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Photo#42218
Black Thrips - Hoplothrips

Black Thrips - Hoplothrips
Hudson, Hillsborough County, New Hampshire, USA
February 3, 2006
Size: 3 mm head to tip of tail
Found in a finned tree fungus.

One thing I found out about thrips, they can climb very well. Both this one and a red one I shot crawled right up the side of the plastic deli container and down the outside. I never did catch up with this black one.

Moved tentatively; thanks much for helping us with thrips, Kara
Moved from Tube-tailed Thrips.

Looks like Hoplothrips!
Do you know the exact species of fungus they were found on? In Florida we have been finding a close relationship between Trichaptum biforme fungus and a thrips of the genus Hoplothrips, probably Hoplothrips smithi, looks a lot like your picture!

 
I'm afraid I'm pretty ignorant about fungus ID, Kara.
I should make an effort to learn, though, in order to establish host relationships.

Moved
Moved from Thrips.

How to find those?
May I know how do you collect the fungus and how to get the thrips? I need to collect these fungus feeding thrips, having a hard time to find their habitat. Do you scoop off the fungus then examined it for thrips randomly?

 
Yes, I just collect the fungi randomly.
I've never noticed thrips till I begin pulling the fungus apart looking for beetles :-)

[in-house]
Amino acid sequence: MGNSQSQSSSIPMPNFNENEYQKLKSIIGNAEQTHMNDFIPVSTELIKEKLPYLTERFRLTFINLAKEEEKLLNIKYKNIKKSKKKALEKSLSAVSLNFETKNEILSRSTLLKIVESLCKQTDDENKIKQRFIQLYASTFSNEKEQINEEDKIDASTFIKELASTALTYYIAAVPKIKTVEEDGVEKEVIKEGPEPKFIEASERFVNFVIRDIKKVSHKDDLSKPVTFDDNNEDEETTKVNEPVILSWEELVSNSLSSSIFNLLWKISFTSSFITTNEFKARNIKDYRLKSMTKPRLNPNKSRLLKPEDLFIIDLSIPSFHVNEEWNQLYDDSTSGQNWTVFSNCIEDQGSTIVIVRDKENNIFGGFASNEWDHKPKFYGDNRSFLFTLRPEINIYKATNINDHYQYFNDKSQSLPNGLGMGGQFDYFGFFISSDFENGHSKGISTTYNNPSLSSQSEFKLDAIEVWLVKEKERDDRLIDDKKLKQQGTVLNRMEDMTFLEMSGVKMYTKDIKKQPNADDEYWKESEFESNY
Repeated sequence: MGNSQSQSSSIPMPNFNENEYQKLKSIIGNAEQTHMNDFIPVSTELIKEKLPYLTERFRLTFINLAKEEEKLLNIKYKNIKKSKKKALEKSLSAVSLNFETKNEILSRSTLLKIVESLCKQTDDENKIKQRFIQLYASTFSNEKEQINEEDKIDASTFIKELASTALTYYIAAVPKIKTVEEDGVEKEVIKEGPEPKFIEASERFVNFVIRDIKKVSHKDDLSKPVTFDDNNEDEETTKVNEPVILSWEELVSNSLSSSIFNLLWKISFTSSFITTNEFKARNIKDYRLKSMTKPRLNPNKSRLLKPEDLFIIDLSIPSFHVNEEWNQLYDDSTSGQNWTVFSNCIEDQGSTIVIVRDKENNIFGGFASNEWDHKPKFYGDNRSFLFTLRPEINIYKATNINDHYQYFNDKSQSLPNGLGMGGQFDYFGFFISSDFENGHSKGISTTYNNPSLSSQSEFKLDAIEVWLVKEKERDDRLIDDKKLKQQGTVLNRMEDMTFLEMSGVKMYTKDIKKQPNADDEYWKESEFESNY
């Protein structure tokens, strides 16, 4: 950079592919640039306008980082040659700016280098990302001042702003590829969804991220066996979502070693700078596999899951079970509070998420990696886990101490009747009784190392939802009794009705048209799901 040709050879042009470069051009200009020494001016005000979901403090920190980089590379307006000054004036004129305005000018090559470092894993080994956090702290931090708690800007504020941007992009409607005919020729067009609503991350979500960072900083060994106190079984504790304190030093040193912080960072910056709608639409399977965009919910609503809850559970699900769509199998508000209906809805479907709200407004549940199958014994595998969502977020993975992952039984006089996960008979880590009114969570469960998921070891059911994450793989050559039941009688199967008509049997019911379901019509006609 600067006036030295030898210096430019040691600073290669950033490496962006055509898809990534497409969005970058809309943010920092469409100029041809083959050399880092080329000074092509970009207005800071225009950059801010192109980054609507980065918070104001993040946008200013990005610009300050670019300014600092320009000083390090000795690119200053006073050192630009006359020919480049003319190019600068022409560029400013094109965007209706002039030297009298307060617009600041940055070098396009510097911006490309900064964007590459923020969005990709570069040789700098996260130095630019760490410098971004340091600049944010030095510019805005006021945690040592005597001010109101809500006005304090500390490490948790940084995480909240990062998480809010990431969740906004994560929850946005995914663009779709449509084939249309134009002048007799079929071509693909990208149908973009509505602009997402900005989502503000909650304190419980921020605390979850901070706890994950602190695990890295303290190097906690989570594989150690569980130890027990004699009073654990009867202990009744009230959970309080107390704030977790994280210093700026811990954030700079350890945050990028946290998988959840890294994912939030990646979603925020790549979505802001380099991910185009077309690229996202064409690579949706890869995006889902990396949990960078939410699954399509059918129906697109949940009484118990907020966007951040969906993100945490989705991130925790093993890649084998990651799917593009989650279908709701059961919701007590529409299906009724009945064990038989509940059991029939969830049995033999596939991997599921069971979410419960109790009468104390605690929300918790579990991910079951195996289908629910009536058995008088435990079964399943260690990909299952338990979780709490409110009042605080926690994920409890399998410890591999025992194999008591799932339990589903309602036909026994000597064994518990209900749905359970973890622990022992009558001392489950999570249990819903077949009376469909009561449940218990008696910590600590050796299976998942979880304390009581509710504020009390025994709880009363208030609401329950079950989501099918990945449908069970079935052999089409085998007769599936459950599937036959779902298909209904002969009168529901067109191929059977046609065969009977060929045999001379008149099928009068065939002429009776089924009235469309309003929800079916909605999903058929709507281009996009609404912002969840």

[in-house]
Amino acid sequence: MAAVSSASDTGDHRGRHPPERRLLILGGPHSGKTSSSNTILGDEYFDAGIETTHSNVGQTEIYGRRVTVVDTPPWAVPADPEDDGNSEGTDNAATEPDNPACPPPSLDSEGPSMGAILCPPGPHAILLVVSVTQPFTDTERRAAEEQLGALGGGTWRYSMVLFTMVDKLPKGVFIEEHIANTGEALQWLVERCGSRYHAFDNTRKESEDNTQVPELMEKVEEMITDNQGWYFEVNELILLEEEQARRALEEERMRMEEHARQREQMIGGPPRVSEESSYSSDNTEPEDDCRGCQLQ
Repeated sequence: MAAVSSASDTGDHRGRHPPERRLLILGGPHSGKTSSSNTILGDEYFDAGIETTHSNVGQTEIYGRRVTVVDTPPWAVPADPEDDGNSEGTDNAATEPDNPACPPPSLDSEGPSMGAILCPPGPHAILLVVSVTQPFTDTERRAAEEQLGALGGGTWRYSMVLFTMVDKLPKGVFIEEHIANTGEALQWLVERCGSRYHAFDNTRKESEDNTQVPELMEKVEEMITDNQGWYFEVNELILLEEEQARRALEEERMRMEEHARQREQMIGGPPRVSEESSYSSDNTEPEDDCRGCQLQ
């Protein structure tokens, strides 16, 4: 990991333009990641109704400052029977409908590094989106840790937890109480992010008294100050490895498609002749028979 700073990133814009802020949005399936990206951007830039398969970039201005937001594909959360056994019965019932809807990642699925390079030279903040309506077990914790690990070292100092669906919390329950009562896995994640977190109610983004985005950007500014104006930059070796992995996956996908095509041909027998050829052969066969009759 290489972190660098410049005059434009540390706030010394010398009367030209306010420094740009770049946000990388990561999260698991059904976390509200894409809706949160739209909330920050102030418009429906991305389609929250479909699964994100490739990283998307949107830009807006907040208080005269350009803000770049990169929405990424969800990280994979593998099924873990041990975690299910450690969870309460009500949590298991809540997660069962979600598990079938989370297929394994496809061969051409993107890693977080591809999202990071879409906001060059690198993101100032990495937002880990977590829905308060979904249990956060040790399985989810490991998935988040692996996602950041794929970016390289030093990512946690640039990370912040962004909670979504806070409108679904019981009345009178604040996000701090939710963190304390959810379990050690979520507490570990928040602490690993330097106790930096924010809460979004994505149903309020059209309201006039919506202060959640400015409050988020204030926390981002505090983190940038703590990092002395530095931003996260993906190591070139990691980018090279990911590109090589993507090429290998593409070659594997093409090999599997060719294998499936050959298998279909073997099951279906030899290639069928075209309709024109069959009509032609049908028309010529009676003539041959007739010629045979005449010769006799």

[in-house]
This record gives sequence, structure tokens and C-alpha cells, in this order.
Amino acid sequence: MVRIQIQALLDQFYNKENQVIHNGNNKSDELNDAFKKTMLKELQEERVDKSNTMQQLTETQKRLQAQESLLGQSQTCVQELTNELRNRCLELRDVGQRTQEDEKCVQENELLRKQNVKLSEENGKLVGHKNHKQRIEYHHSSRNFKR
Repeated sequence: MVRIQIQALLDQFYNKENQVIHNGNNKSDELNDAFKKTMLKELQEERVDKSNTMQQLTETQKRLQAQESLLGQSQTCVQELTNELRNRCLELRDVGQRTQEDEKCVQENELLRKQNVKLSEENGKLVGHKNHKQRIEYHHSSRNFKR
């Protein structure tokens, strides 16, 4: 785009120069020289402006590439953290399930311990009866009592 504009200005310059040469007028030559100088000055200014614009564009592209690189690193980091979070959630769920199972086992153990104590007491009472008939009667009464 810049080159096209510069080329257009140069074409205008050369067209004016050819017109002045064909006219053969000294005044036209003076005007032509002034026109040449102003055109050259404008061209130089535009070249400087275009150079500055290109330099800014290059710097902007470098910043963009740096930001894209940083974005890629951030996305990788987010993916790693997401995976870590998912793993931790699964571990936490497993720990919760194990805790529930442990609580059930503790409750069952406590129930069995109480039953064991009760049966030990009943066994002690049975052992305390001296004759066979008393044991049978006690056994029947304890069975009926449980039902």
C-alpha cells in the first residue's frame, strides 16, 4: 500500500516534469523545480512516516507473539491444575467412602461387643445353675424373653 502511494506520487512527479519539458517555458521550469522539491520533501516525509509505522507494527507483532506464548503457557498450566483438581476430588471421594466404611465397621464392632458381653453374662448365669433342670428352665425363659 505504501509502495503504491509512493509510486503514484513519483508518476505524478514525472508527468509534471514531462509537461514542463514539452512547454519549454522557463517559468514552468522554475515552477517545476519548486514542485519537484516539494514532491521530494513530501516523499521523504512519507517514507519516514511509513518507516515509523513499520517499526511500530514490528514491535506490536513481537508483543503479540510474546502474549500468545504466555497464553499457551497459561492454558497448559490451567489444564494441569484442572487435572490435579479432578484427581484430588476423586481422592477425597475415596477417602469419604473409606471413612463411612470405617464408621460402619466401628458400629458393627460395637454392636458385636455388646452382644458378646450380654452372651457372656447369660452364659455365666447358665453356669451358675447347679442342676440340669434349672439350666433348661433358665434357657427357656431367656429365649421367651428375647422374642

thanks :)
If you wonder into a forest, how do you spot the fungus? Those you collected are not mushrooms aren't they? Do you have a picture of the fungus growth? :)

 
I think all the thrips I've seen have been on tree fungus.
Look on downed trees and stumps for the small, ruffled fungi. As I recall the thrips have been in/on the types that are closely overlayered, giving the thrips a place to hide. Also I think all have been found on moist, somewhat deteriorated fungi. Click through these pages to see some examples of tree fungi.

Tube-tailed thrips?
I wonder if this is a tube-tailed thrips in the family Phlaeothripidae.

 
Big group
There are some 3,000 known species in this thrips family. Lots of other interesting facts and illustrations here, including a view of thrips wings, which are fringe wings much like the Fringe-wing Beetles have.

As for the family ID, these are said to have a fringe of setae at the tip of the posterior "tube," which this one appears to have. I can see a little dust or debris stuck on it I think.

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